I have a Gmail account, mutt is configured to get the mail through IMAP. Yesterday I subscribed to a mailing list and now my personal emails are mixed up with the ones from the list.

The list emails are addressed to me and lilypond-user@gnu.org. How can I tell mutt to move all such emails to a separate file, so they wouldn't be mixed with my emails. But I still could read them, opening that file?


There are several options depending on what you are wanting to achieve and what you are wanting to do to get there.

  • Get the IMAP server to do the filtering for you.

    This is sometimes an option in web-mail based solutions and allows you to filter the messages based on e.g. the addresses listed in the To: or Cc: header of each mail. I'm not familiar with Gmail's offerings in this regard.

  • Manually mark the messages in mutt and copy them to a new folder on the IMAP server, or to a local mailbox.

    Mark the messages you want to move with T followed by the search pattern ~C lilypond-user@gnu.org (this tags all messages that were either sent directly to or Cc-ed to the address lilypond-user@gnu.org). Then press ; followed by s to apply the "save" (move) command to all tagged messages. Then enter the IMAP folder path you want to save the messages to.

    The IMAP folder path should be specified as


    Just to say that the IMAP server that I have access to doesn't like this. There are no errors, but the messages are clearly not copied. Test it on a less important message first! You may obviously save the messages locally instead!

    You may also define a macro in mutt to do this.

  • Download the messages from the IMAP server and filter and read them locally.

I tend to download the messages off the IMAP server using fetchmail. This gives me the opportunity to do my own spam filtering and mail sorting on my local machine.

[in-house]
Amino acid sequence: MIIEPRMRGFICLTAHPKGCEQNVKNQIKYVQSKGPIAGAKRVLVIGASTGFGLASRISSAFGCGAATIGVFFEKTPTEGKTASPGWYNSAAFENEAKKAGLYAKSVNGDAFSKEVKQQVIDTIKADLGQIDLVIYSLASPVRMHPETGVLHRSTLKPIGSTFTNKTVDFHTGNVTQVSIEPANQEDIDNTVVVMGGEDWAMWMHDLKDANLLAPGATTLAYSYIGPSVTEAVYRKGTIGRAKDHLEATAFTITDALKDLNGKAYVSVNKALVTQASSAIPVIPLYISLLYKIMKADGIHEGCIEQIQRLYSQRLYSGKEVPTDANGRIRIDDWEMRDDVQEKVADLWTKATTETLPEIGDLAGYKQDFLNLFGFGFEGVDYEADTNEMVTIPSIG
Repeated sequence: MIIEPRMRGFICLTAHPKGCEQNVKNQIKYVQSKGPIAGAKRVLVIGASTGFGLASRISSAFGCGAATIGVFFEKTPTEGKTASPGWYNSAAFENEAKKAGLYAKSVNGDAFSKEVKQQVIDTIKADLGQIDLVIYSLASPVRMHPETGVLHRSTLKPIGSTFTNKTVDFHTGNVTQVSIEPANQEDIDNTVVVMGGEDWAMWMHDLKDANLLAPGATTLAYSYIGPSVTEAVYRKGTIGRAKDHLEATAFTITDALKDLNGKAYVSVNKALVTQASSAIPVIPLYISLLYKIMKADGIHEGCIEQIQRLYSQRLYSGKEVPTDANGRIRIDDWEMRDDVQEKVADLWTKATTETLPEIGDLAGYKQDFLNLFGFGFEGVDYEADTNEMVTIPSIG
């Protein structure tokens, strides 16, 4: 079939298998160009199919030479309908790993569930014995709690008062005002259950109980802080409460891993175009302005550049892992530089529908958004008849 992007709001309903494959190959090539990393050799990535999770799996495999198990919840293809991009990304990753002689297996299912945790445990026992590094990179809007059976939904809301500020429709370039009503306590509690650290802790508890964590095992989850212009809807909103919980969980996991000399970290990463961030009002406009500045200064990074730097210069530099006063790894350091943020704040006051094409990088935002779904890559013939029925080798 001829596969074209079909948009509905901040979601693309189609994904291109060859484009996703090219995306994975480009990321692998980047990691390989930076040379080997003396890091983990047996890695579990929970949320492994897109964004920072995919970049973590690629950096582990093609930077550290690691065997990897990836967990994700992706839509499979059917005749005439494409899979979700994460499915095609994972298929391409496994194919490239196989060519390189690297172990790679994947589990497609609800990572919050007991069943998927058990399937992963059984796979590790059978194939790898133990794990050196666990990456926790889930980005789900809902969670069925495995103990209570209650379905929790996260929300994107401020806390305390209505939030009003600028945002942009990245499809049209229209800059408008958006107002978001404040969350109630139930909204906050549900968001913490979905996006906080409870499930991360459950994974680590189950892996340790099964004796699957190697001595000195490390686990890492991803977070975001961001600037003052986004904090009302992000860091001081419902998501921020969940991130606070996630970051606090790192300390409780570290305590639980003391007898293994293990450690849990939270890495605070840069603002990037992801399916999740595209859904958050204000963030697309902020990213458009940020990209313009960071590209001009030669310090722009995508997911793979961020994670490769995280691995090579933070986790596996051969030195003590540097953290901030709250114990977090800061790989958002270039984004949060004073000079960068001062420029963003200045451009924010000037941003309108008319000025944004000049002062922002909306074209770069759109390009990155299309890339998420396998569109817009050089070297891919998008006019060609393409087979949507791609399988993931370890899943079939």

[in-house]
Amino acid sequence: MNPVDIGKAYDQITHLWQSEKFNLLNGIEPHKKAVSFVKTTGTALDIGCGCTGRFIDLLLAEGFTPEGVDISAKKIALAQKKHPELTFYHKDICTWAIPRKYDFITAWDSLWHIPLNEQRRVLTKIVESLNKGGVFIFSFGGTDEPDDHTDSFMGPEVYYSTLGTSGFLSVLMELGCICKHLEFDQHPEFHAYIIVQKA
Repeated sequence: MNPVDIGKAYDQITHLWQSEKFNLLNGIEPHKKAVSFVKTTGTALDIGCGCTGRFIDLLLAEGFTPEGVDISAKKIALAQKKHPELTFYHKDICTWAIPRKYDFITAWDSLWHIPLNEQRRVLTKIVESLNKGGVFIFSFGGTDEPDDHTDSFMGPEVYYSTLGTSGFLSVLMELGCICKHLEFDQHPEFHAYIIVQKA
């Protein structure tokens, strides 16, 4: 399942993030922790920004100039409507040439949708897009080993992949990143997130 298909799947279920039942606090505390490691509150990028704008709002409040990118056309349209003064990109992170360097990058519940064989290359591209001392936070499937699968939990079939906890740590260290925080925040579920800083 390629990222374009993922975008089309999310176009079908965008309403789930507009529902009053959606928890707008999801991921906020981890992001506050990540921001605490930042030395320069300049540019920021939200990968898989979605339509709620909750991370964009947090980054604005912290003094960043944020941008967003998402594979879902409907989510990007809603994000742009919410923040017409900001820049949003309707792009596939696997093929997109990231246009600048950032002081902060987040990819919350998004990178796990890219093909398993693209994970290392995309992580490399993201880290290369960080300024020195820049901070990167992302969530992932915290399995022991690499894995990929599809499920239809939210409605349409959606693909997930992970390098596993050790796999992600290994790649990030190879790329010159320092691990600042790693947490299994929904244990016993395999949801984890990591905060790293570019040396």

For both these tasks I use procmail1 which is a fairly advanced mail processing program.

The essential configuration for fetchmail that I use is

poll myimapserver.example.com
    protocol imap
    user "myimapusername" password "myimappassword" is "mylocalusername"
    mda "/usr/local/bin/procmail -m $HOME/.procmailrc"
    ssl sslcertfile /etc/ssl/cert.pem sslcertck

This will fetch any new messages off the IMAP server as they arrive, and deliver them to procmail for processing. Paths etc. will be different on your system.

Then I filter with procmail using a configuration ($HOME/.procmailrc) like


* ^TO_announce@openbsd.org

* ^TO_misc@openbsd.org

... for two of the mailing lists I'm on (they will be stored in subdirectories under $HOME/Mail). Mail not matching any patterns will be stored in $HOME/Mail/inbox as specified by MAILDIR and DEFAULT. I'm using Maildir mailboxes. Remove the trailing slashes on the paths to get mbox mailboxes.

1 Note that procmail is retired. I was not aware of this as I've been using is since the 90's without much consideration for any of the up-and-coming alternatives. It seems, after some gentle browsing on the interwebs, that maildrop is considered a good alternative to procmail, and I might look into moving my filtering over to maildrop myself.

  • 1
    Please note that procmail has been unmaintained for 10+ years. Its last hard-core proponents deserted it a few years ago (I was there when it happened, so I should know). :) It has well-known security vulnerabilities. And there are better alternatives to it these days. There is no reason to suggest it to new users. – Satō Katsura May 11 '17 at 16:07
  • @SatoKatsura As a procmail user since the 90's, I'm less likely to change, given that there is a maintained port on my Unix. However, that also means I'm unaware of the alternatives. Maybe you can give a good example of a well established mail processing tool that would fill procmail's void? – Kusalananda May 11 '17 at 16:16
  • 2
    The main contenders seem to be fdm and maildrop (I personally prefer fdm). Don't know about them being well-established. There's the usual pressure for people to abandon mail in favor of other, presumably easier to track systems. So the landscape of MDAs is already badly skewed. – Satō Katsura May 11 '17 at 17:43

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